Hendo would go 3-0 for the year, which would earn him the aforementioned title shot against Jones. But it’s worth noting that his wins have come with asterisks. Cavalcante as highly regarded as he was isn’t a top ten light heavyweight at least not in the UFC. Fedor was on the downswing of his career coming off of two losses and several fight metrics had him losing to Rua.

TRT or Retirement?

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Since his injury in 2012 and bowing out of the title fight, Hendo just has not looked the same. He certainly didn’t seem as explosive in both his fights against Rashad and Machida and has looked slower and more sluggish. Being permitted a TRT exemption isn’t good news, it’s more concerning. But should Hendo decide to undergo it, would it make a big difference?

TRT users indeed report “increased alertness and well-being, increase in lean muscle mass and concomitant decrease in body fat” (source: Gan EH, “A UK Epidemic of Testosterone Prescribing 2001-2010) . It has certainly helped the resurgent Vitor Belfort as he has looked like a new man, arguably at his best ever since he’s fought professionally. It’s also helped Chael Sonnen as he submitted Rua within just a round. But it didn’t really help either man against Jon Jones.

A reinvigorated Hendo could definitely end up like Vitor Belfort. There’s no guarantee but should Hendo lose to Belfort, and should he lose badly (as in first T/KO loss), maybe retirement is a better path?

Does Hendo want to fade away like other greats before him: Chuck Liddell, Tito Ortiz, Rampage Jackson and the abovementioned Fedor Emelianenko?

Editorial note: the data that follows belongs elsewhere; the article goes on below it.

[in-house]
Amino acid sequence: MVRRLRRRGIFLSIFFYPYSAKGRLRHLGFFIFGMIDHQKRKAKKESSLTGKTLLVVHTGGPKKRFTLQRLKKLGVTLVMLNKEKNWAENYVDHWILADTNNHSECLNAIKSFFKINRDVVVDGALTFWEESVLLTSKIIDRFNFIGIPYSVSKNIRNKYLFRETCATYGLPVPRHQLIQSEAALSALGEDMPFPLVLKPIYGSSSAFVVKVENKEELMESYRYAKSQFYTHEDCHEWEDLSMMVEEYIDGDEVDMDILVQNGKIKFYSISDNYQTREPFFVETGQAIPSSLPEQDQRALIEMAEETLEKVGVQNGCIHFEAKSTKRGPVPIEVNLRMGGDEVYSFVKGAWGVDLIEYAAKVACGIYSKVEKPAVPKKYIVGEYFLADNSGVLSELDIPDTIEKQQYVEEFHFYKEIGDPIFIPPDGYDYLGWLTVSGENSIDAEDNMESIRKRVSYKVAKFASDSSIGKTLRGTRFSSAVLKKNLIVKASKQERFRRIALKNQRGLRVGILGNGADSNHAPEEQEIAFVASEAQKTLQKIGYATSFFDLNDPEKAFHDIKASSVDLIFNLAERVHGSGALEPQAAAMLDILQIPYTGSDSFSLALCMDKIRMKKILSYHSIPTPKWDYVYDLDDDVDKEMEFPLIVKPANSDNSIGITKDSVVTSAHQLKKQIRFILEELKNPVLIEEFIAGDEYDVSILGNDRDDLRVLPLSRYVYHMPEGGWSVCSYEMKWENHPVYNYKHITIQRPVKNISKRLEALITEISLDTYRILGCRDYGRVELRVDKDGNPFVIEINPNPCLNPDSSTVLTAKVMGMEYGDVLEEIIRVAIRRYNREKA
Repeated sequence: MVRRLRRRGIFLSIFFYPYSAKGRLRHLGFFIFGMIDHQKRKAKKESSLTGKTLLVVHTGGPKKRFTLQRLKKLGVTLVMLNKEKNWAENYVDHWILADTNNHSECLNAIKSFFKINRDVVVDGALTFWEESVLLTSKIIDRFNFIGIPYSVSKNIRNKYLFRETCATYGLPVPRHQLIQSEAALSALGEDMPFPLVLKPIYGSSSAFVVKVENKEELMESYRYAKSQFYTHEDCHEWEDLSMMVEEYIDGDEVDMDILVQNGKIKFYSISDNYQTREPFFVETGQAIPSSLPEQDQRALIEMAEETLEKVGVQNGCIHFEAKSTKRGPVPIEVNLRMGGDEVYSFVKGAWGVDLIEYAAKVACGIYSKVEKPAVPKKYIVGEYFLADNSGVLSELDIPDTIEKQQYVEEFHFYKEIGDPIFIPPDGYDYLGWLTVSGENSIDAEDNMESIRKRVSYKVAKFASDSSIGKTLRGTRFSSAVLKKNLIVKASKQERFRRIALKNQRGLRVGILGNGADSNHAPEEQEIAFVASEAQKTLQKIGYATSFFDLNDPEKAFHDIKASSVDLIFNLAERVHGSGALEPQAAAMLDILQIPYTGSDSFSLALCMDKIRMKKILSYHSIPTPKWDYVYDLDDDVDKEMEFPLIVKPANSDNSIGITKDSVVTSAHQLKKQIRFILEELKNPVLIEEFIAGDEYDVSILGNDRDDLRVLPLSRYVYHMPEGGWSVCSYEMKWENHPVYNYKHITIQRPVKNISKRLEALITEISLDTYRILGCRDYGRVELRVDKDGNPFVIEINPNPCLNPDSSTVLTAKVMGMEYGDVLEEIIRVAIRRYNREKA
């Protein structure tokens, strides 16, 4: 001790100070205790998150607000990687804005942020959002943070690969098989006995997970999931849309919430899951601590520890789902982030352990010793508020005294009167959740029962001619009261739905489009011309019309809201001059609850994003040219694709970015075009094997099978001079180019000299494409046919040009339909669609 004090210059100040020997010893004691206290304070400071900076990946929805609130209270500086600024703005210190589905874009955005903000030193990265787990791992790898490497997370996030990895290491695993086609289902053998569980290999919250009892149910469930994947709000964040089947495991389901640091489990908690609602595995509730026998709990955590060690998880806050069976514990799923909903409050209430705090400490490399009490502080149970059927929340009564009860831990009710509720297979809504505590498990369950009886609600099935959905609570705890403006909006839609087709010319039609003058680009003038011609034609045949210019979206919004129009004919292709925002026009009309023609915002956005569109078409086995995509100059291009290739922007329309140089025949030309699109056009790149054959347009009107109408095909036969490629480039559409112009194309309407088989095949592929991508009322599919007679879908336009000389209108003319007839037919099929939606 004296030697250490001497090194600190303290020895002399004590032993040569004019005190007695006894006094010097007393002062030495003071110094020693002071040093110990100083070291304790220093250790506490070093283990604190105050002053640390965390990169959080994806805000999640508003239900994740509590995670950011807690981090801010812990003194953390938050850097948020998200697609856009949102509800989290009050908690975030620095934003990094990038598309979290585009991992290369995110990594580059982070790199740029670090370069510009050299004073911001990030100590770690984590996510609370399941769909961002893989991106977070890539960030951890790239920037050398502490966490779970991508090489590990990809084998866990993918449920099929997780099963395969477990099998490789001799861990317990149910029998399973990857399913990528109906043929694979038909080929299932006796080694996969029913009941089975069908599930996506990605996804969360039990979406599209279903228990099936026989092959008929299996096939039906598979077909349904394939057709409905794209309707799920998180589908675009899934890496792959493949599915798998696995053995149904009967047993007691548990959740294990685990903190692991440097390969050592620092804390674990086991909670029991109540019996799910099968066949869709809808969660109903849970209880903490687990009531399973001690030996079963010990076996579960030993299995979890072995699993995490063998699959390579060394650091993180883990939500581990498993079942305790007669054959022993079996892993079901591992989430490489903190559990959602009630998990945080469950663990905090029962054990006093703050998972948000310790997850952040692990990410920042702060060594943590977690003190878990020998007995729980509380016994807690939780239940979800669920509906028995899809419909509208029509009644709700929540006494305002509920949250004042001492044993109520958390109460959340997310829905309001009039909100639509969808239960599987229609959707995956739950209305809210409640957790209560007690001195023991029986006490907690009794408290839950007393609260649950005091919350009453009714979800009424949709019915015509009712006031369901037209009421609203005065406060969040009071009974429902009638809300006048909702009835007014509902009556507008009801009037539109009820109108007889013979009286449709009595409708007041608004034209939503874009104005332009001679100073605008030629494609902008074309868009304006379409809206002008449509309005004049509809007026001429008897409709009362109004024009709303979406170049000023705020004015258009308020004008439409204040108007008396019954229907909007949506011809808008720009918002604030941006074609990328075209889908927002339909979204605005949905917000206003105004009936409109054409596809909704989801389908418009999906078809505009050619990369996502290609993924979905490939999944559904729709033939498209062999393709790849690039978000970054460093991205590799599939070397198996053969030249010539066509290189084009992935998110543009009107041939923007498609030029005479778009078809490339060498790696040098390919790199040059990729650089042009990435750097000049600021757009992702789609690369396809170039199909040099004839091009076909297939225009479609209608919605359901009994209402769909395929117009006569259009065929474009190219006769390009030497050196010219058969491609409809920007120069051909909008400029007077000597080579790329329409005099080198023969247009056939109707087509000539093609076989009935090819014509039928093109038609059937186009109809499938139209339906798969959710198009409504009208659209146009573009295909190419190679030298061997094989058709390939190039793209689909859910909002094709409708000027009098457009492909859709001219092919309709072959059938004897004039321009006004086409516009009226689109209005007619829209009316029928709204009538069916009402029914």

Hendo is a man of great pride and he has aged gracefully. I’m sure he as well as any of his fans believe he’s capable of putting on even more fights but what if he isn’t? As a Hendo fan, I would hate to see him get trashed on his way out of MMA.

One Punch

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One punch. Sometimes that’s all it takes to end a fight. And it can happen at any moment against anyone. It happened to Anderson Silva against Chris Weidman, the greatest mixed martial artist of his time flattened by a punch. Hendo and Belfort are both familiar with the power both possess. Whether it is Hendo who uncorks an “H Bomb” and floors Belfort or the Phenom finally accomplishes what over 30 fighters couldn’t and that is to stop Hendo in his tracks with punches (or a kick).

If Belfort loses, he’d be slightly derailed from his hopes of another title shot (since the fight is taking place at light heavyweight, he will still be technically unbeaten at middleweight since losing to Anderson Silva). But if Hendo loses, this could put him on the verge like what Frank Mir is currently facing.

If Hendo wins however and if he does so in spectacular fashion, he’ll be back in the hunt since the only men who have beaten Belfort in the UFC are or will be in the Hall of Fame. One punch could change Hendo’s fortunes: back in title contention or one step closer to retirement or the purgatory of the gatekeeper status.

As such, this would be Hendo’s most important match. It isn’t for a title. It isn’t of the same magnitude as the Fedor or Anderson Silva fight and it likely isn’t Hendo’s last. But it could very well be one that would define his legacy. One punch: Hendo goes back on the road to the title… or the road to the end.